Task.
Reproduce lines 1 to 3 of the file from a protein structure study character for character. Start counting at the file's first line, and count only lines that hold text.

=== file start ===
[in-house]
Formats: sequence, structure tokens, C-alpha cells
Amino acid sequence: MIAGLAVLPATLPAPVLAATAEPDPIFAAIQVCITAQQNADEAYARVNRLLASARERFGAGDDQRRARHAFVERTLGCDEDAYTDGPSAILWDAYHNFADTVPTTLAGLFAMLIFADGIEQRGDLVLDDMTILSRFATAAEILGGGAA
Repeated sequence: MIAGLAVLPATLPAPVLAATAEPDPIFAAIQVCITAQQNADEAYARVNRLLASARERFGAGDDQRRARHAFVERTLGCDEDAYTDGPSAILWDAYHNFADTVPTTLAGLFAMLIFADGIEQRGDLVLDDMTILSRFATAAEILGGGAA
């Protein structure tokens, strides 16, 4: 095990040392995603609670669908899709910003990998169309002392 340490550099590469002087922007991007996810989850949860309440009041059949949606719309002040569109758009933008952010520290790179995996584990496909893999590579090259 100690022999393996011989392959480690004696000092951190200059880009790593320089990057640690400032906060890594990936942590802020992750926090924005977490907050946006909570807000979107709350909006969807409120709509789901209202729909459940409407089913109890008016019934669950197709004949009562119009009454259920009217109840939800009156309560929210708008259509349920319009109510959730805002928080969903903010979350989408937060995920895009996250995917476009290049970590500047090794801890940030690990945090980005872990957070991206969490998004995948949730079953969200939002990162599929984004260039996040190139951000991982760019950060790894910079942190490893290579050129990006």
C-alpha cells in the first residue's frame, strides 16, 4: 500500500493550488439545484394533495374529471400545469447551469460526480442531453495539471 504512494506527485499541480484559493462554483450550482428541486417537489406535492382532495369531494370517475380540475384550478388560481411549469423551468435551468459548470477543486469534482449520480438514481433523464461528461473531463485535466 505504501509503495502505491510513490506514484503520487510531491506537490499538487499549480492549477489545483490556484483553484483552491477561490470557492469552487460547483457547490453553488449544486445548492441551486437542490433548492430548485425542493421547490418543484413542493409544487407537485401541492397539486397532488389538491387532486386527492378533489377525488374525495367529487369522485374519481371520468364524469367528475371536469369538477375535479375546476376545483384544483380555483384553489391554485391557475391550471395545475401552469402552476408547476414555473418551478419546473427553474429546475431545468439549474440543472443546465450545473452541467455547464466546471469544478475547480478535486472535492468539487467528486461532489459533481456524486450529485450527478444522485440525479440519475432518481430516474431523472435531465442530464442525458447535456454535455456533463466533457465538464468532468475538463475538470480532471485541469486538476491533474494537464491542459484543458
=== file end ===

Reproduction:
[in-house]
Formats: sequence, structure tokens, C-alpha cells
Amino acid sequence: MIAGLAVLPATLPAPVLAATAEPDPIFAAIQVCITAQQNADEAYARVNRLLASARERFGAGDDQRRARHAFVERTLGCDEDAYTDGPSAILWDAYHNFADTVPTTLAGLFAMLIFADGIEQRGDLVLDDMTILSRFATAAEILGGGAA